Three Fred Hutch investigators have won awards from the National Cancer Institute's Provocative Questions Project. Together the awards total nearly $3.6 million.
The Human Biology Division's Drs. Denise Galloway and Patrick Paddison and Basic Science Division's Dr. Robert Eisenman are among 57 investigators in the U.S. to receive the NCI's first set of Provocative Questions awards.
In 2010, NCI director Dr. Harold Varmus led a series of workshops to define new directions for cancer research in this country, with the goal of ultimately funding more challenging and creative research projects. The group came up with 24 questions to guide such research and put out a call for applications. This year's awards go to projects attempting to answer 20 of those questions.
Galloway aims to answer the question: "Given the recent discovery of the link between a polyomavirus and Merkel cell cancer, what other cancers are caused by novel infectious agents and what are the mechanisms of tumor induction?"
In collaboration with the Vaccine and Infectious Disease Division's Dr. Corey Casper, Public Health Science's Dr. Margaret Madeleine, and Dr. David Wang from Washington University in St. Louis, Galloway will look for new links between infection and cancer. Up to 25 percent of the world's cancer cases are caused by infections. These cancers are even more prevalent in immunosuppressed people, such as HIV infected individuals and organ transplant recipients, because dampened immune systems are less able to defend against the cancer-causing viruses.
Well-known examples of infection-associated cancers include cervical cancer, which is caused by human papillomaviruses (HPV), and liver cancer, which is caused by hepatitis B virus (HBV). Galloway's group was instrumental in drawing a definitive link between HPV and cervical and other anogenital cancers.
Her group will screen human DNA and RNA from tumor samples for the genetic signatures left by viruses and bacteria. The samples come from HIV positive patients at the Uganda Cancer Institute with lung cancer, non-HPV associated genital cancers, or certain types of lymphomas. Uganda has one of the world's highest rates of infection-associated cancers, in part because of the high levels of HIV infection in that country. The cancer types Galloway's group is studying occur at much higher rates in HIV positive and other immunosuppressed people, so she suspects that some or all of these cancers may have infectious roots that are yet to be uncovered.
"This is a risky project, but with a very high reward potential," Galloway said. "If we find even one virus that's associated with one type of cancer, it will make a huge difference."
Paddison's project addresses the question: "Why do certain mutational events promote cancer phenotypes in some tissues and not in others?"
Despite certain similarities among all cancer cells, cancers in different tissues tend to behave very differently. For example, spontaneous mutations in certain genes can frequently lead to cancers in one tissue type but not another. The growing tumor's local environment is clearly very important to its specific development, but researchers currently understand very little about these tissue-specific effects. This means we lack targeted therapies for most cancer types.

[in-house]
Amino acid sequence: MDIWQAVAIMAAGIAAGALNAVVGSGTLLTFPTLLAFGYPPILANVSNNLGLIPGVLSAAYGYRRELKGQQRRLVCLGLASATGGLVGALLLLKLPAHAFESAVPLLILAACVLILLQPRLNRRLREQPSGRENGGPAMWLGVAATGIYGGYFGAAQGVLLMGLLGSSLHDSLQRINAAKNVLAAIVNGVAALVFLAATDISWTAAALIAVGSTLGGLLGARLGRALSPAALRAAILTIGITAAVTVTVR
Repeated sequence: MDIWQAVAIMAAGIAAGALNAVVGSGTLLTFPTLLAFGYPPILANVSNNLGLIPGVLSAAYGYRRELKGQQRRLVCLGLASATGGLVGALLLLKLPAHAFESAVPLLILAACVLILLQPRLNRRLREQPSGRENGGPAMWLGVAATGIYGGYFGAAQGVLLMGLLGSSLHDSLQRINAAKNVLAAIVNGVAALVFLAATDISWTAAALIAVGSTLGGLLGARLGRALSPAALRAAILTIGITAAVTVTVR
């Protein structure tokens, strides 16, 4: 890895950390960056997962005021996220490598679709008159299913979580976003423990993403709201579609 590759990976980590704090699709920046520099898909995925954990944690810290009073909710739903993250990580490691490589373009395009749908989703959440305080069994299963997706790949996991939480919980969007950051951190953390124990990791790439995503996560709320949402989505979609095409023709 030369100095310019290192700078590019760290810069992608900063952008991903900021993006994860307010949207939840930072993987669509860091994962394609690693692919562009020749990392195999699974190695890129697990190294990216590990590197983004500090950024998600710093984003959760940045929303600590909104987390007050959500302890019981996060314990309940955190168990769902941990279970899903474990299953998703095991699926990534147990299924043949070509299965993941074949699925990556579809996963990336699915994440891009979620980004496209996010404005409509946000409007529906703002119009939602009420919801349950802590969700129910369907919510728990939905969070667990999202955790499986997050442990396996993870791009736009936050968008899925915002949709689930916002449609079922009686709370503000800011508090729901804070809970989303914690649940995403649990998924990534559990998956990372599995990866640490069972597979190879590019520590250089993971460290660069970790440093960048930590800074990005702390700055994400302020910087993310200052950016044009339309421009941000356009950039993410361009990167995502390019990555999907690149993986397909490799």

Paddison's group is studying gliobastoma multiforme, the most aggressive and common form of brain cancer in adults. They have developed a technique to isolate the tumor-forming stem cells from patients' tumors and grow them in the lab, meaning they have patient-specific experimental models of tumor cells. Unlike traditional cancer cells used for lab experiments, the cells Paddison studies retain their patient- and tissue-specific genetic and epigenetic characteristics.
In collaboration with Dr. Jun Zhu from Sage Bionetworks, Paddison's group is now using a gene knockdown technology, called RNA interference, to disable genes one at a time in these brain tumor cells to determine which genes are necessary for the tumor's survival. This project will help the researchers understand which cellular processes are important for brain tumor development and survival, and could ultimately lead to targeted therapies for glioblastomas.
Eisenman will attempt to answer the question: "Are there new technologies to inhibit traditionally 'undruggable' target molecules, such as transcription factors, that are required for the oncogenic phenotype?"
Transcription factors, proteins that activate or de-activate genes, play important roles in cancer development but have traditionally proved to be difficult drug targets. Eisenman studies the transcription factor known as Myc, which is involved in activating many different genes in many different cell types. His group has characterized how Myc goes haywire in cancerous cells, and has found many other proteins that interact with Myc to regulate its function. In healthy cells, Myc's gene-activating activity is balanced by another protein, Mxd, which represses many of the genes that Myc turns on.
"When Myc is deregulated in cancers, this balance is lost," Eisenman said, and many genes that would normally remain silent are aberrantly activated.
Inhibiting Myc's abundant activity in cancer cells could vastly improve cancer treatments, but finding drugs to bind and disrupt Myc has been difficult due to its large binding surfaces. Eisenman's group plans to use a type of experimental evolution to find a protein piece able to disrupt Myc but not Mxd, by rapidly changing the peptide's sequence in the lab and selecting for those that best bind to Myc. The researchers will then test whether these potential anti-Myc drugs can kill off cancer cells in the lab.